Summer concert tips for beginners

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Annika Kim

There are a few essentials for concerts including: a phone, wallet, bag, portable charger, water bottle, and earplugs.

The freedom of summer often makes for the perfect opportunity to see a concert, especially if it requires more time to travel. However, it can be scary attending a concert for the first time and not knowing what to expect.

Often, the first struggle with concert-going is obtaining tickets and seats. Signing up for ticket presales, getting help from friends and family and checking multiple retailers can all help to get tickets. While the best seats depend on the venue and the person, sitting close to the middle is often best for sound as speakers project in a more balanced way compared to the very back or very front. Even though floor seats are optimal for interacting with the artist, they are often the hardest to obtain (and not great for short people).

Regardless of the location in the audience, it’s important to put the safety of the performers first and stay within the proper boundaries. “Be respectful to the artists and respectful to your peers who sit around you,” freshman Serene Kalugdan said.

Prior to arriving at the venue, checking parking and transport is always a good idea. Many viewers arrive at least an hour early for general admission shows to beat the line. However, for concerts with assigned seats, it usually isn’t necessary to arrive before doors open. If merchandise is a must-have, getting to the venue early is beneficial for either type of concert.

Checking venue rules is essential for determining what to bring. If allowed, a small bag will help keep belongings organized. Otherwise, a phone to capture the moment and a portable charger are must-haves, as well as a wallet, but avoid bringing large items like professional cameras and selfie sticks. “What you bring depends on where the venue is, so if it’s outside and summer definitely bring water and wear not a lot of clothes,” sophomore Reilly Ringness said. “A tip in general is to dress for the occasion, so wear clothes you dance or move in.”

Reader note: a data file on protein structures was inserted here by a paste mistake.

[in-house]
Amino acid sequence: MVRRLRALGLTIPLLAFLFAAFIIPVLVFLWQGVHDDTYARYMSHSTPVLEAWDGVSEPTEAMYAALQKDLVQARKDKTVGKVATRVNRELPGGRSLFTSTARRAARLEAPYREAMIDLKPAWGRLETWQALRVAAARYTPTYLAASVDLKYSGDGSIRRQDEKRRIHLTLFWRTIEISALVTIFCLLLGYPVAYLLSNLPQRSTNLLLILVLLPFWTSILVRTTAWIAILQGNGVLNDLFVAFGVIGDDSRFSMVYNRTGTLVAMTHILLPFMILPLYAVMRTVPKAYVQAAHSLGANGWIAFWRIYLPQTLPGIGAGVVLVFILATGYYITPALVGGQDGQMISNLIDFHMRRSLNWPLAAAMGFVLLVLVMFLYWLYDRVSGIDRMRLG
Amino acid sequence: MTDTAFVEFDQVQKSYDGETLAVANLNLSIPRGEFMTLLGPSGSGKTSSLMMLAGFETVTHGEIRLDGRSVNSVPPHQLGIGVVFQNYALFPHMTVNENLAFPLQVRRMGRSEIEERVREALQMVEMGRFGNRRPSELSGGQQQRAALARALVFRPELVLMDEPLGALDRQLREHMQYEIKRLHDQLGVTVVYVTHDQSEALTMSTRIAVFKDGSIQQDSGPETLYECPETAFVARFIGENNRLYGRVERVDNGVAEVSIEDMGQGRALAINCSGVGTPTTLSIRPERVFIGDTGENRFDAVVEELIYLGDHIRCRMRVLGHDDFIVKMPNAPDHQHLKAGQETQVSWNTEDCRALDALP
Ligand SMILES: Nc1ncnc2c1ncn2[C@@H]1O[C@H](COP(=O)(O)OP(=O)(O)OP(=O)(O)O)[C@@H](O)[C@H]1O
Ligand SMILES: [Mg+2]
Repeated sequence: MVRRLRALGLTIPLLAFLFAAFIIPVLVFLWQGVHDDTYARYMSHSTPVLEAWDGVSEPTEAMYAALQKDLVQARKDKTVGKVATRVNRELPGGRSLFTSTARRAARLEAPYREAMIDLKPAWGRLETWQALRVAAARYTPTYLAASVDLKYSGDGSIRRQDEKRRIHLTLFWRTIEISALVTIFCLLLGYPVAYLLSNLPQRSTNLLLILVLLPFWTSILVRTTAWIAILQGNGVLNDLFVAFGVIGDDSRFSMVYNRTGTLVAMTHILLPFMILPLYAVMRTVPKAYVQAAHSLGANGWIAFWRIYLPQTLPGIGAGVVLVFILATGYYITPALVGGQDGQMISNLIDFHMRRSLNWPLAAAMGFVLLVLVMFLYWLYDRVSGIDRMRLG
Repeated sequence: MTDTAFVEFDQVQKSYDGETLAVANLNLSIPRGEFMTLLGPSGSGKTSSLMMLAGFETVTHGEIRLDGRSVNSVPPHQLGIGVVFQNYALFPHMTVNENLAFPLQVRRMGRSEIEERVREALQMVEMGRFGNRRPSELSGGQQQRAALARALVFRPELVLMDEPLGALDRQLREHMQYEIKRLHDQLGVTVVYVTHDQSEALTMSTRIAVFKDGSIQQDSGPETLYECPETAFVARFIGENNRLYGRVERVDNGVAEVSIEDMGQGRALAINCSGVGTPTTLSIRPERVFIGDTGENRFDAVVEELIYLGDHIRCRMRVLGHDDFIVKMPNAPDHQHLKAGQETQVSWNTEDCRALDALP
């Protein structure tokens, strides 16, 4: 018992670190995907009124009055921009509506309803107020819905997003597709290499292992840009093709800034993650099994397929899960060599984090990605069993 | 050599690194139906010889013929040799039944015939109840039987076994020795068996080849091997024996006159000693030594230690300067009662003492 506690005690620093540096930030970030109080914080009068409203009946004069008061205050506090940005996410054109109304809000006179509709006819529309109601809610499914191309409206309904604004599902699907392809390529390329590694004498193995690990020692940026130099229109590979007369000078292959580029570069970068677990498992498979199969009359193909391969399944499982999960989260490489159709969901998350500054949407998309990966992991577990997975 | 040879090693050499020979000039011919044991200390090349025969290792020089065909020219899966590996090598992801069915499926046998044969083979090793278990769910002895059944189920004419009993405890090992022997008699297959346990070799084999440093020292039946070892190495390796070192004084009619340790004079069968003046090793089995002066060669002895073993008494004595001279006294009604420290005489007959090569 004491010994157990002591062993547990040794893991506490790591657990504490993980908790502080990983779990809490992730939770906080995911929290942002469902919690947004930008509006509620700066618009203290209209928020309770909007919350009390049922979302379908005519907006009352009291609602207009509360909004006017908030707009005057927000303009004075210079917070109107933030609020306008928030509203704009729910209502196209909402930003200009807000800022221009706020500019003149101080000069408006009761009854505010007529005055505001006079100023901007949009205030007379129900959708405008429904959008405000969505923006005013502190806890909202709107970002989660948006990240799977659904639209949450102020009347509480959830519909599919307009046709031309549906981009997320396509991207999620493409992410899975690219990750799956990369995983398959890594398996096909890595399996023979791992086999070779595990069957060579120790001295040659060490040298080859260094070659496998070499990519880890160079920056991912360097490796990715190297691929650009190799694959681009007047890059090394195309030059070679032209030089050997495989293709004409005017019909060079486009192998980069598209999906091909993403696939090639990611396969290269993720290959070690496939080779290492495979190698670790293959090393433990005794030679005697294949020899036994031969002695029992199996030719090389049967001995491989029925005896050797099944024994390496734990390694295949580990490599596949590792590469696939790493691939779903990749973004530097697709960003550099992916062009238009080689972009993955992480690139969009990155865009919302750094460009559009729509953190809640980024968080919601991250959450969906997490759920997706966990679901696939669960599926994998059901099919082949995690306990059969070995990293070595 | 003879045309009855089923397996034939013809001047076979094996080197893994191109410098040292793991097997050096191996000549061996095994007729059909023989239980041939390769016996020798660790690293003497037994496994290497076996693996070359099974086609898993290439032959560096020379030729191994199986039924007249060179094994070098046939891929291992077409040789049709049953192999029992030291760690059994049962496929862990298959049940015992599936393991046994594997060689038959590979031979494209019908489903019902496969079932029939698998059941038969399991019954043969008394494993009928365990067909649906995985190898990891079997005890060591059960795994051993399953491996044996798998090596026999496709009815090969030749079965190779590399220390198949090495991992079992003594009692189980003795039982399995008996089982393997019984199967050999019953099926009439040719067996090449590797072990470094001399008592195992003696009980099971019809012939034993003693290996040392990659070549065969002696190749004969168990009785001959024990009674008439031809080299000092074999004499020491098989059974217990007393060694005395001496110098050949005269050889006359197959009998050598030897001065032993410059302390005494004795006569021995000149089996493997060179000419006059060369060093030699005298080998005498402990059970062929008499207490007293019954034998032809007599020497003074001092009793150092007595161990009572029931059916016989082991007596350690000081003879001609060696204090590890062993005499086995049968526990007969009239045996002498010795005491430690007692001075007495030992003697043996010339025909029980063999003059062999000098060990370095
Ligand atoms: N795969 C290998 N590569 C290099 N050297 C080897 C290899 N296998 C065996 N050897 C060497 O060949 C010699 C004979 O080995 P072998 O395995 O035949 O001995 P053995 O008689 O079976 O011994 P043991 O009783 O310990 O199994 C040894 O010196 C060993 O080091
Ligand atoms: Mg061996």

Although earplugs might seem like overkill at first, they can help mitigate a genuine safety concern. According to NPR, anything above 85 decibels (the volume of heavy city traffic) can damage hearing and the volume at most concerts is over 100 decibels. Screaming fans and loud music may call for concert earplugs, which are relatively affordable and recommended by many audiences.

Finally, for those who haven’t been to concerts before, it can be a good idea to travel with another person as they can provide some guidance and to a certain degree, safety. “I would always go with another person because it’s more fun but also you can look out for each other,” Ringness said. Even though being unfamiliar with the artist performing can seem daunting, tagging along with a friend can also help you discover new music. However, this doesn’t mean going to a concert alone is off-limits; watching solo can be a meaningful experience by itself, especially for experienced concert-goers.

I would always go with another person because it’s more fun but also you can look out for each other.”

— sophomore Reilly Ringness

Exploring the world of live music brings a new level to the listening experience and summer concerts can enhance the moment even more. Local venues like The Armory and First Avenue have plenty of shows with a wide variety of musicians; so take a chance to see a long-time favorite artist, or a completely new one.